A 19-year-old Minnesota man is accused of waterboarding and brutally physically and sexually assaulting a woman for three days in her dorm room last weekend.
Saint Paul Police arrested Keanu Avery Labatte, 19, at St. Catherine University, a women’s college, shortly after noon on Sunday after he allegedly forcibly held the woman he had been dating in her dorm room for three days while allegedly repeatedly assaulting her and threatening to kill her and her family, according to records from the Ramsey County Sheriff’s Department and the criminal complaint, which NBC News obtained.
The woman told police that she and Labatte had been dating for two months and that he arrived on the campus from his home in Granite Falls — a city about 135 miles west of the university — on Thursday night for a weekend visit. She said that Labatte “discovered text messages, pictures and social media information which infuriated him” on her phone, became enraged and took her phone before starting the string of alleged assaults.
Labatte allegedly raped the woman, threatened to kill her and strangled her, leading her to believe she was going to die, according to the complaint.
He also allegedly threatened to kill her family “and reminded her that she knew what he had done to a prior girlfriend, which was to hold a knife to her throat,” according to the criminal complaint.
At the time of last weekend’s alleged assault, Labatte was on probation for violating a harassment/restraining order, according to the criminal complaint, which does not provide more information.
The victim told police that Saturday brought the “worst of it,” alleging that Labatte waterboarded her by forcing her to lay down in the bathtub, covering her mouth with a wet washcloth and pouring water on her face; later that day, he allegedly took a knife and threatened to cut her veins so she would die.
The victim finally managed to escape her dorm room Sunday morning, when she convinced him to allow her to go to the cafeteria, leading Labatte to allow her to take her cell phone so he could try to keep track of her, the complaint states.
When the woman escaped, she went to the university security office “distraught and visibly upset” reporting she had been physically and sexually abused since Thursday, the complaint states, adding that a school security official immediately notified police.
The woman’s phone showed that Labatte had tried calling her five times in a little more than a 20-minute period that morning after she left the room, and that at one point, he had texted her “asking why there were cops outside,” the complaint states.
The woman underwent a sexual assault examination at the hospital, according to the complaint. When police found Labatte in the woman’s dorm room and arrested him on charges of first-degree criminal sexual conduct, domestic assault by strangulation and threats of violence, he told them, “I plead the 5th,” and authorities did not question him further at the scene, according to the complaint.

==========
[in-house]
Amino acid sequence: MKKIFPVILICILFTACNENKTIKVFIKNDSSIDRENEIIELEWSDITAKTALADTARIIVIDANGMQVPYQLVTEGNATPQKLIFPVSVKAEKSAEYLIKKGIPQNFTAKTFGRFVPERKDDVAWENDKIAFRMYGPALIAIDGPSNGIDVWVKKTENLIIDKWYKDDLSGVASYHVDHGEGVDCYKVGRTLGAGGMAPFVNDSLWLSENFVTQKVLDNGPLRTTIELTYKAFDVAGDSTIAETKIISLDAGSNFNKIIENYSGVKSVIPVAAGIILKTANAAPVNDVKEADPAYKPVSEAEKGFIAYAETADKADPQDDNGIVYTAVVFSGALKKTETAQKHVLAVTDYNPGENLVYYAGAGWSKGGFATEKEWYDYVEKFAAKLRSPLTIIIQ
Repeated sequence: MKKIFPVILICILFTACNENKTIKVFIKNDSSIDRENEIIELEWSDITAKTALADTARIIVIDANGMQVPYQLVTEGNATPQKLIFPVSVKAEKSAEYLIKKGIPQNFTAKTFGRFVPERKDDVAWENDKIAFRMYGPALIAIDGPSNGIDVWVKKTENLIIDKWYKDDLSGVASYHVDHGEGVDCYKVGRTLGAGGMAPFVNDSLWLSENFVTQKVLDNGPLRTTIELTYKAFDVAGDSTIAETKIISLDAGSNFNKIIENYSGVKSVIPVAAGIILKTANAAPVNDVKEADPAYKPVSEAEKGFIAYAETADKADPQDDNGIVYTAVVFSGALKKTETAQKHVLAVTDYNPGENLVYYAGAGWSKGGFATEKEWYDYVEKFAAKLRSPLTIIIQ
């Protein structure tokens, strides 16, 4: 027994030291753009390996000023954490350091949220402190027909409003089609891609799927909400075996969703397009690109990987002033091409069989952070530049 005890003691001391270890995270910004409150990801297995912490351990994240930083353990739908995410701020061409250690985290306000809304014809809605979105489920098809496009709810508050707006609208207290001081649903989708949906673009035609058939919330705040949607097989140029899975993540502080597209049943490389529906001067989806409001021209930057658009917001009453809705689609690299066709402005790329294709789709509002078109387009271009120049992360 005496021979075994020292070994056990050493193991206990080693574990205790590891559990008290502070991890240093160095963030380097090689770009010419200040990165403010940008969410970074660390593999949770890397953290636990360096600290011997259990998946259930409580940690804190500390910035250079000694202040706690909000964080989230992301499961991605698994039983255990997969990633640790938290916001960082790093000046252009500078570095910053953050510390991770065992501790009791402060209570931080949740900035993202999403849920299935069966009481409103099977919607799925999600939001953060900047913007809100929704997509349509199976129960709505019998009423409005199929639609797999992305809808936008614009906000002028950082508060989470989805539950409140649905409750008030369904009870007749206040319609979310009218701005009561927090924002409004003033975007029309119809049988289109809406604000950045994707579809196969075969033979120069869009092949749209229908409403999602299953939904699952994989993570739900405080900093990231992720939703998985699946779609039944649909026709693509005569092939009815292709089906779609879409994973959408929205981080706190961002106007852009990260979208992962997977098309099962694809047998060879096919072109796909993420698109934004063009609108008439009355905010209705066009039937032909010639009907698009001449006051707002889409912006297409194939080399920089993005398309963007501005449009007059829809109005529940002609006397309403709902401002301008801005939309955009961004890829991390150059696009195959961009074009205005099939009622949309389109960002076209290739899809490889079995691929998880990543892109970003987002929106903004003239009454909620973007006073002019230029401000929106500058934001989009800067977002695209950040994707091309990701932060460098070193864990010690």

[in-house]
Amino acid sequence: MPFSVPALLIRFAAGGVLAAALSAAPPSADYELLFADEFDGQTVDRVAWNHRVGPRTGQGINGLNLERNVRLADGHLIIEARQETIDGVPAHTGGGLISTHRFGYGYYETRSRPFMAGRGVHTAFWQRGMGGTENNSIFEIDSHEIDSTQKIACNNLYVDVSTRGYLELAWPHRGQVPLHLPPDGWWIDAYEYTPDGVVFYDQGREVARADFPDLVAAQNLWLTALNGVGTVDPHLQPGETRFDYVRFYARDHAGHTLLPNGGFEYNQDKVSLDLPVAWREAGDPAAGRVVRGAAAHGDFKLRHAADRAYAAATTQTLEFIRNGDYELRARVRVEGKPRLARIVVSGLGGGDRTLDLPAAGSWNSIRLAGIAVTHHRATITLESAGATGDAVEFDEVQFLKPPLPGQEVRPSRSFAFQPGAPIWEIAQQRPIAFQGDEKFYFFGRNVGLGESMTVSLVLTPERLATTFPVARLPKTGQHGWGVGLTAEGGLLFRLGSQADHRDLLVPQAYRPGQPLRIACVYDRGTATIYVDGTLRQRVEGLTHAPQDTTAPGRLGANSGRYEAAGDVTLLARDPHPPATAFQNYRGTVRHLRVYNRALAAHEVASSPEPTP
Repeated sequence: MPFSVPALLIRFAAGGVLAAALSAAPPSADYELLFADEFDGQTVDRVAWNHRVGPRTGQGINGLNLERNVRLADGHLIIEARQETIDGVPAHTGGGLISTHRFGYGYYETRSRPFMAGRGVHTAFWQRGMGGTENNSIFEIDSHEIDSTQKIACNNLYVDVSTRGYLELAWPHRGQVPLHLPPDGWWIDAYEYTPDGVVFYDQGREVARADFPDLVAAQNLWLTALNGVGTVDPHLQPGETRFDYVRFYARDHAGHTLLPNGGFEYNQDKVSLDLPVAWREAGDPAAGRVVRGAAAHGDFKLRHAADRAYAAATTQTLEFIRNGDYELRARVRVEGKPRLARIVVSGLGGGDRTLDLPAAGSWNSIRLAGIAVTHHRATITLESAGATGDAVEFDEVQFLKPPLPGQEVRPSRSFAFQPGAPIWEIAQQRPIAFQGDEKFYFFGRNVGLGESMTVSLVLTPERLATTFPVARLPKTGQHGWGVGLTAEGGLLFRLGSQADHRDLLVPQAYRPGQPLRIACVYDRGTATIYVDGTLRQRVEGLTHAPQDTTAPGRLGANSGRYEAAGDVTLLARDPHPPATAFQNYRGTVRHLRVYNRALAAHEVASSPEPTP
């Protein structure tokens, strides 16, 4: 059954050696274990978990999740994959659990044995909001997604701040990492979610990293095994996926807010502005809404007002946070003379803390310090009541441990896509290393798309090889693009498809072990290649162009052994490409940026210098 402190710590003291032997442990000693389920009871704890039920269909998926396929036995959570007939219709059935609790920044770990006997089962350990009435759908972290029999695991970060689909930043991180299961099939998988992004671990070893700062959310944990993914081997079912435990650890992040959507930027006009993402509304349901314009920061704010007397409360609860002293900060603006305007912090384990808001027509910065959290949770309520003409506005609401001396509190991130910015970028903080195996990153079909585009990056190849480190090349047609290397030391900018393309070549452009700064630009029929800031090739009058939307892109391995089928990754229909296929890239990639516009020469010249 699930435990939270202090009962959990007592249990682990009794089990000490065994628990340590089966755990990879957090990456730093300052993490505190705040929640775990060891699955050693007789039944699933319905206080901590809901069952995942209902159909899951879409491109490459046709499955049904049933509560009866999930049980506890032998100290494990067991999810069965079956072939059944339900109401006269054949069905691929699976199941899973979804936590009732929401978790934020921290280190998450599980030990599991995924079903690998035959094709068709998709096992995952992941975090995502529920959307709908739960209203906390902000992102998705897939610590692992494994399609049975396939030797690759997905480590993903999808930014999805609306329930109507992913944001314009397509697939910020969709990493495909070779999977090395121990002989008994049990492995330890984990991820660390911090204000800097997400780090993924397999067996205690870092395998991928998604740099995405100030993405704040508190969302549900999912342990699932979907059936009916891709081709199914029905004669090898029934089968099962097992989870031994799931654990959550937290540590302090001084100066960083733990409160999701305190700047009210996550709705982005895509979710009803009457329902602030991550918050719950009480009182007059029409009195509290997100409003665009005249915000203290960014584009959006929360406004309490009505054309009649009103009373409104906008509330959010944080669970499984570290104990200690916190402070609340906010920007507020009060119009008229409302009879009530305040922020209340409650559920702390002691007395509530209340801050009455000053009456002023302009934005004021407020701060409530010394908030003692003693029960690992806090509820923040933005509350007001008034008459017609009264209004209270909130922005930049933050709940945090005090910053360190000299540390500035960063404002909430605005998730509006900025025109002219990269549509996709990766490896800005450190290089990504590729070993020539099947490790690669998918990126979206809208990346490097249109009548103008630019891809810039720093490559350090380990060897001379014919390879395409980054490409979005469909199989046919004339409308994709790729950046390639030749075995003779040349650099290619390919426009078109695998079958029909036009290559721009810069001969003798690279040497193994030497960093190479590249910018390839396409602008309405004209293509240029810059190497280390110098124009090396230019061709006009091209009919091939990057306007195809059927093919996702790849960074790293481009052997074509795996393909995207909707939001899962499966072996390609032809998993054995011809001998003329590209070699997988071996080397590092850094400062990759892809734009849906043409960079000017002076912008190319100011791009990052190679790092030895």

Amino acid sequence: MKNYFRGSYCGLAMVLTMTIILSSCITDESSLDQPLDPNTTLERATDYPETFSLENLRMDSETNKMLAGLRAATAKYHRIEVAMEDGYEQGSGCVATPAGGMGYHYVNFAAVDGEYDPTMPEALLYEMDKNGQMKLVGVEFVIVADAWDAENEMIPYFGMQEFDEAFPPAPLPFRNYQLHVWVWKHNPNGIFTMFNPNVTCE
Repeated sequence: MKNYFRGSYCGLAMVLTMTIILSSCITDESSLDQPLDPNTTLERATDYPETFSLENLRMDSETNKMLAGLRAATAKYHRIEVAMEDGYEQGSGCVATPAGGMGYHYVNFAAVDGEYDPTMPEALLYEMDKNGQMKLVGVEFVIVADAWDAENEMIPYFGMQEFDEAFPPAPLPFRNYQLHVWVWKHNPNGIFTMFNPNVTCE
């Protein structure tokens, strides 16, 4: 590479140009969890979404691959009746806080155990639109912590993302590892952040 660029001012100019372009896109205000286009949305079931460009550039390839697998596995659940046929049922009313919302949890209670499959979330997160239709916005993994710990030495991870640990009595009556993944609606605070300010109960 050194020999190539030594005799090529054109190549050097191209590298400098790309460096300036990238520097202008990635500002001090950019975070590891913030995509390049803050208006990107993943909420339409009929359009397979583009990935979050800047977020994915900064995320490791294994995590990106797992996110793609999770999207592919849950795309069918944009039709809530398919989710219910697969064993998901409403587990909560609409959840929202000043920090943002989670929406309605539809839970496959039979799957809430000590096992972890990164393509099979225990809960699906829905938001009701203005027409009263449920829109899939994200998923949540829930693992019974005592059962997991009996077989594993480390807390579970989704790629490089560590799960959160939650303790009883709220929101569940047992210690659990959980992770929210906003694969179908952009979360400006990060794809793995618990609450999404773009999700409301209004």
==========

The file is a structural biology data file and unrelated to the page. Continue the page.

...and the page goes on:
Labatte is being detained on $100,000 bail, the criminal complaint shows. It was not immediately clear whether he has an attorney who could speak on his behalf, and a spokesperson for the Ramsey County Public Defender’s Office could not immediately be reached Thursday afternoon.
Labatte is next due in court Oct. 9, according to a spokesperson for the Ramsey County Attorney’s Office.
A spokesperson for the university said in a statement that it is school policy “not to issue any comment that would affect student confidentiality or potentially re-traumatize individuals” and that officials did not want to jeopardize the ongoing investigation.
The spokesperson added that the school’s public safety department audits its responses in the aftermath of an incident “to determine if any changes should be recommended.”
The university has on-campus resources including licensed mental health counselors, social workers and physicians available to assist students who need help in the aftermath of the incident, the spokesperson said.
Intimate partner violence affects nearly half of people in the U.S., with about 1 in 2 women reporting having experienced sexual or physical violence or stalking by an intimate partner at some point in their lives, according to the CDC’s most recent report on intimate partner and sexual violence. About 44% of men report the same, according to the CDC.
Data from U.S. crime reports suggests about 1 in 5 homicide victims are killed by intimate partners and that more than half of female homicide victims are killed by current or former male intimate partners, according to the CDC.
Research has shown that strangulation is a strong predictor for intimate partner homicide, with one study showing it was associated with a more than 70% risk of subsequent homicide.
If you or someone you know has been sexually assaulted, call the National Sexual Assault Telephone Hotline at 1-800-656-4673. The hotline, run by the Rape, Abuse & Incest National Network (RAINN), can put you in contact with your local rape crisis center. You can also access RAINN’s online chat service at https://www.rainn.org/get-help. Confidential chats are available in English and in Spanish.
If you or someone you know is experiencing domestic violence or the threat of domestic violence, call the National Domestic Violence Hotline for help at 1-800-799-SAFE (7233), or go to www.thehotline.org for anonymous, confidential online chats, available in English and Spanish. Individual states often have their own domestic violence hotlines as well.
Advocates at the National Domestic Violence Hotline field calls from both survivors of domestic violence as well as individuals who are concerned that they may be abusive toward their partners.